Nurturing Your Child’s Dreams and Ambitions

Boy wearing police hatAsking your child what he or she wants to be when all grown up can be a lot of fun for parents as well as for the child. The imaginations of young children can be astounding. One week your child may want to be a firefighter, and the next week a great chef, and the next week a professional athlete. By giving children the tools to realize their ambitions, we can show them that, with some work and planning, their dreams are attainable.

Here are some ways to help nurture your child’s dreams:

Encourage inborn talents and skills.

Go beyond asking what your child wants to be when he or she grows up by discussing the things that matter most to your child. Is there an alignment between the things that matter most, and your child’s inborn talents, and what he or she dreams of doing?

Childhood is a time of exploration. Presenting your child with options to explore can get his or her creative juices flowing even more.

Connect with someone who is living your child’s dream.

A great way to inspire your child is by finding someone who is living your child’s dream and then getting them together. That person can speak with your child about what it took to get there, and also to where he or she is today. Did the person go to college? What did he or she study? Which childhood activities turned out to be the most helpful for later in life?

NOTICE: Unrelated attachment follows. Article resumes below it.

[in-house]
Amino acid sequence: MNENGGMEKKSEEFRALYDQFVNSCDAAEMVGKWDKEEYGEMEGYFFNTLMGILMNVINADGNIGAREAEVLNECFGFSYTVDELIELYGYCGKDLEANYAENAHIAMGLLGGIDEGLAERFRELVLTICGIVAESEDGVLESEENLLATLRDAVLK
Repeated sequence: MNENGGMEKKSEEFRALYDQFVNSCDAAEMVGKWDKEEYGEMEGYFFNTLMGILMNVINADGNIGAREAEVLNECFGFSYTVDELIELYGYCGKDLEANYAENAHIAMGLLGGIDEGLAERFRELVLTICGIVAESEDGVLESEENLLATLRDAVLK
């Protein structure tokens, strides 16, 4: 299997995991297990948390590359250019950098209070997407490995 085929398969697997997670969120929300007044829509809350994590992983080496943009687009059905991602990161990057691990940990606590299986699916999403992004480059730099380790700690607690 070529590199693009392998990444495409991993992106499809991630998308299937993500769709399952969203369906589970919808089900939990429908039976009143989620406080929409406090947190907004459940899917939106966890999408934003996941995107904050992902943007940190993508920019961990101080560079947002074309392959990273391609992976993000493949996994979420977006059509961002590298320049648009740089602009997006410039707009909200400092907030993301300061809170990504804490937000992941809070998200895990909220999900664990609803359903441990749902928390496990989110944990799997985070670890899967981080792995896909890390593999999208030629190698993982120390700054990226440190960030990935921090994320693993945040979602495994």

Motivate your child to be goal-oriented.

Show your child how to work toward what he or she wants. Encourage your child to dream and to reach high. Help your child to create an action plan, listing what specifically needs to happen in order to reach his or her goals.

Setting goals can also give your child organizational and critical-thinking skills. Dreaming can also enable an action plan to take shape while asleep, emerging upon awakening.

Listen, and be flexible.

Children, especially when young, repeatedly change their minds about what they want to be when they grow up, which is normal. If your child wants to change course, that’s fine, but make sure that your child is doing so because he or she simply wants to try something new – and not because things are starting to get hard and your child wants to quit.

Listen really carefully to your child, and understand where he or she is coming from.

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